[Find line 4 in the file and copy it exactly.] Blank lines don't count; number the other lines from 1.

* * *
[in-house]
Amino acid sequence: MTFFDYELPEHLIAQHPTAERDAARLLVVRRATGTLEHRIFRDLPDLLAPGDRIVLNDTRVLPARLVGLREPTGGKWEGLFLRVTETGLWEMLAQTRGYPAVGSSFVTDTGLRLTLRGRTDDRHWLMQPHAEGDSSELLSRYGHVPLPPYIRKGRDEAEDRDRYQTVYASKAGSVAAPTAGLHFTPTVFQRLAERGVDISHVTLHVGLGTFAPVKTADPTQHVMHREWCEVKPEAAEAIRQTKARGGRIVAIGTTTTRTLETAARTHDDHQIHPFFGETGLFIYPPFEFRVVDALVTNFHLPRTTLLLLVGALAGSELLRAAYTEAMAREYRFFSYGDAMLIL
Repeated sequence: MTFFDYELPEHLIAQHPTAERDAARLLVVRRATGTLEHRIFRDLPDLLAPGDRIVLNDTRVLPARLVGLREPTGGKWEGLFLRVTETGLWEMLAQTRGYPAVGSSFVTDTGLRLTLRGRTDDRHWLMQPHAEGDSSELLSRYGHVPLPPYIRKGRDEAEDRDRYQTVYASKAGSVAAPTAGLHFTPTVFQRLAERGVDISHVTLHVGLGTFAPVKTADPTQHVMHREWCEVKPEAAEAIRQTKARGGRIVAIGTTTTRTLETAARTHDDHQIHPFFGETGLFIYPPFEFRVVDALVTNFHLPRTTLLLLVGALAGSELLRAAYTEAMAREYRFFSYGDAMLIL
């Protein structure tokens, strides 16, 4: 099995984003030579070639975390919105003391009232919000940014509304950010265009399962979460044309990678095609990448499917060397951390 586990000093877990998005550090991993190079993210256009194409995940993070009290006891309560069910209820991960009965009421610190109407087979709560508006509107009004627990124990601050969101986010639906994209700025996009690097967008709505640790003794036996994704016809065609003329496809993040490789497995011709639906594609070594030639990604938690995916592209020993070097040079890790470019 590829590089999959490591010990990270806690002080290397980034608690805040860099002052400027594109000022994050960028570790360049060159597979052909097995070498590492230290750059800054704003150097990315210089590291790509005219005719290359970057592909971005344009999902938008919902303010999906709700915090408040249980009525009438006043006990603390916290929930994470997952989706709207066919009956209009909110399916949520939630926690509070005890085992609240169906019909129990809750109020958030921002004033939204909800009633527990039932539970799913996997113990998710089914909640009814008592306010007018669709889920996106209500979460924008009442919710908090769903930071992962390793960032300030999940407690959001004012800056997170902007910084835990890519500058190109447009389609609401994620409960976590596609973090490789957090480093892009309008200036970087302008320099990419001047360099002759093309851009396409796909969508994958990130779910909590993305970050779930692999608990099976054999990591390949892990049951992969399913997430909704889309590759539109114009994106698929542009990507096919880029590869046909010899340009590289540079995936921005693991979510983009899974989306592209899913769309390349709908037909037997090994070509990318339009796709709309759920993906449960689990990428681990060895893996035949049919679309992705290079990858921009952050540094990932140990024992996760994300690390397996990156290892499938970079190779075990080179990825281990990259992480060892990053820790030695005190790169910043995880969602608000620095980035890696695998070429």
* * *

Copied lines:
């Protein structure tokens, strides 16, 4: 099995984003030579070639975390919105003391009232919000940014509304950010265009399962979460044309990678095609990448499917060397951390 586990000093877990998005550090991993190079993210256009194409995940993070009290006891309560069910209820991960009965009421610190109407087979709560508006509107009004627990124990601050969101986010639906994209700025996009690097967008709505640790003794036996994704016809065609003329496809993040490789497995011709639906594609070594030639990604938690995916592209020993070097040079890790470019 590829590089999959490591010990990270806690002080290397980034608690805040860099002052400027594109000022994050960028570790360049060159597979052909097995070498590492230290750059800054704003150097990315210089590291790509005219005719290359970057592909971005344009999902938008919902303010999906709700915090408040249980009525009438006043006990603390916290929930994470997952989706709207066919009956209009909110399916949520939630926690509070005890085992609240169906019909129990809750109020958030921002004033939204909800009633527990039932539970799913996997113990998710089914909640009814008592306010007018669709889920996106209500979460924008009442919710908090769903930071992962390793960032300030999940407690959001004012800056997170902007910084835990890519500058190109447009389609609401994620409960976590596609973090490789957090480093892009309008200036970087302008320099990419001047360099002759093309851009396409796909969508994958990130779910909590993305970050779930692999608990099976054999990591390949892990049951992969399913997430909704889309590759539109114009994106698929542009990507096919880029590869046909010899340009590289540079995936921005693991979510983009899974989306592209899913769309390349709908037909037997090994070509990318339009796709709309759920993906449960689990990428681990060895893996035949049919679309992705290079990858921009952050540094990932140990024992996760994300690390397996990156290892499938970079190779075990080179990825281990990259992480060892990053820790030695005190790169910043995880969602608000620095980035890696695998070429």